ARACY has produced To have and to have not: Measuring child deprivation and opportunity in Australia which examines the extent to which children are having their needs met in five key and interlocking areas, which The Nest shows are central to a child’s wellbeing. The Nest domains are: Being Loved and Safe; Having Material Basics; Being Healthy; Learning; Participating; and Having a Positive Sense of Identity & Culture.
The report uses the Longitudinal Study of Australian Children (LSAC) to assess these interlocking areas by selecting up to 16 key indicators to measure deprivation among Australian children.
In summary our report finds:
- Children in jobless families were more likely to suffer from a greater number of deprivations than any other group examined. For example, they are more than 4 times more likely to be homeless than kids in families where an adult works, nearly twice as likely to be bullied or face social exclusion and almost two and a half times more likely to be missing out on learning at home.
- Children in monetary poverty (that is children living below the poverty line) suffered effects far wider than just their material basics. For example, they are more than 1.7 times more likely to face food insecurity, nearly twice as likely to lack good relationships with friends and almost two and a half times more likely to be missing out on learning at home.
- Children with disability, while generally engaged and included in the family and home environment, are more likely to be experiencing significant social exclusion both at school and in the community. They are also more likely to experience deprivation across all dimensions including being up to three times more likely to lack relationships with friends, and around two times more likely to have mental health concerns.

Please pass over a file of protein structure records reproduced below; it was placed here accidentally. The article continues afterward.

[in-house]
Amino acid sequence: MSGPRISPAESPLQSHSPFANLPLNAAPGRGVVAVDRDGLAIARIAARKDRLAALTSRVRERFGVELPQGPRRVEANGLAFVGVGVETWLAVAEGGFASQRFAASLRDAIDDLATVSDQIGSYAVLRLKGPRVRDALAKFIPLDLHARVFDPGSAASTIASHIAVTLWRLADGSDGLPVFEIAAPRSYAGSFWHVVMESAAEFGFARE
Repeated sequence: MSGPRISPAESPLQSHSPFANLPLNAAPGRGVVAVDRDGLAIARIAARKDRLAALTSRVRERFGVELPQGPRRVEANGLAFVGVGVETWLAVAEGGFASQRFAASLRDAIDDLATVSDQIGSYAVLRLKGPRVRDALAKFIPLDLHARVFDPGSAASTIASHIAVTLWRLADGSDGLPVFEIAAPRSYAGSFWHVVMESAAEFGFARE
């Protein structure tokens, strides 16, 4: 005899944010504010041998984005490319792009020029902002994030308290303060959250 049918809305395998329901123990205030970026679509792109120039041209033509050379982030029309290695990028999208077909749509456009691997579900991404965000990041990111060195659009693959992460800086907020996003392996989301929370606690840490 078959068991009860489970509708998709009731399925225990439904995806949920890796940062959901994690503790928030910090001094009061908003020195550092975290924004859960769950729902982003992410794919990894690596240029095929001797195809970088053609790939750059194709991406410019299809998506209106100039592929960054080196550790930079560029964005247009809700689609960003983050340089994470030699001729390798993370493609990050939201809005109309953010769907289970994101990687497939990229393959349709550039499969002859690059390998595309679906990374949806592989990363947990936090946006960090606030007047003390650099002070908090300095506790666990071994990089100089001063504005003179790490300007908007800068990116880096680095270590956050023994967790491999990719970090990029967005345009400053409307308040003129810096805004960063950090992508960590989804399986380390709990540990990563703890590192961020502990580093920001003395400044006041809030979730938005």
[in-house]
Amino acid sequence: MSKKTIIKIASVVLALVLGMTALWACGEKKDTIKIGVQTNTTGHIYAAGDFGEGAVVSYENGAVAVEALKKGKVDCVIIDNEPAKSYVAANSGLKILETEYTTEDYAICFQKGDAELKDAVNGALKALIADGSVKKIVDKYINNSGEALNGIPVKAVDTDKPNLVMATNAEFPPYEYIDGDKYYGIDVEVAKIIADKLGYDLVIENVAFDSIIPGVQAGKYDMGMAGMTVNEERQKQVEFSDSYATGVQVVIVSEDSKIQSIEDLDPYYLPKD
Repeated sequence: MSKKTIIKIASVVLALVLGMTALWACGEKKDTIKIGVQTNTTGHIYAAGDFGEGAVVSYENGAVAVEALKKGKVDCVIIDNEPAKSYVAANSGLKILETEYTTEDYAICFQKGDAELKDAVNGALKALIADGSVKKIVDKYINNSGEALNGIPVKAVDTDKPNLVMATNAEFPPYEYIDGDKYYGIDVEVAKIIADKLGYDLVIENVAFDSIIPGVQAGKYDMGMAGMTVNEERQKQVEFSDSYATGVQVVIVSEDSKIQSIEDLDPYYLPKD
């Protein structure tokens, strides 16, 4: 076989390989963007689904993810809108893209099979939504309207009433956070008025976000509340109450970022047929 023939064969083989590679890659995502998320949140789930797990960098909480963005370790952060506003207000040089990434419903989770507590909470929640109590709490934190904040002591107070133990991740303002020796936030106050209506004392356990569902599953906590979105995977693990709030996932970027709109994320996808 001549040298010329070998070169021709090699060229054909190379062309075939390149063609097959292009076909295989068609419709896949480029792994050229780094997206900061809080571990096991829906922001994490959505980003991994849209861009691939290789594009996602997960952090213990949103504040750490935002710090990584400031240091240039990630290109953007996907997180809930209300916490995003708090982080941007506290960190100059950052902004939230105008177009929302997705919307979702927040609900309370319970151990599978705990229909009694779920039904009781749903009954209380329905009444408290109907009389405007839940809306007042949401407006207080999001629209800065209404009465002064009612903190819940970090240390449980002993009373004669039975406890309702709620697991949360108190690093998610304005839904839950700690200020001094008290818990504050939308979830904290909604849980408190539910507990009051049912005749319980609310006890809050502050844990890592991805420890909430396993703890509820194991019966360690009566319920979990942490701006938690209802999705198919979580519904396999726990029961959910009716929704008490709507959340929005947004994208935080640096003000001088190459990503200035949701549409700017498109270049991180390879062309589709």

- For all Australian children, the highest rate of deprivation at almost all stages was through frequent bullying or social exclusion, which is as high as 28% at age 8-9. Deprivation in children’s health within Australia is relatively high and tends to get worse over time with almost 40% of children deprived in this dimension at age 10-11. Over one-quarter of children aged 10-11 are not eating any fruit or vegetables in a day. Mental health concerns are also starting early in a young person’s life, with almost 1 in 10 children aged 6-7 showing signs of social-emotional stress.
SOURCE: Kate Sollis. “To have and to have not: Measuring Child Deprivation and Opportunity in Australia.” ARACY, 2019.
Produced by the librarians at the Brotherhood of St Laurence in Melbourne, Australia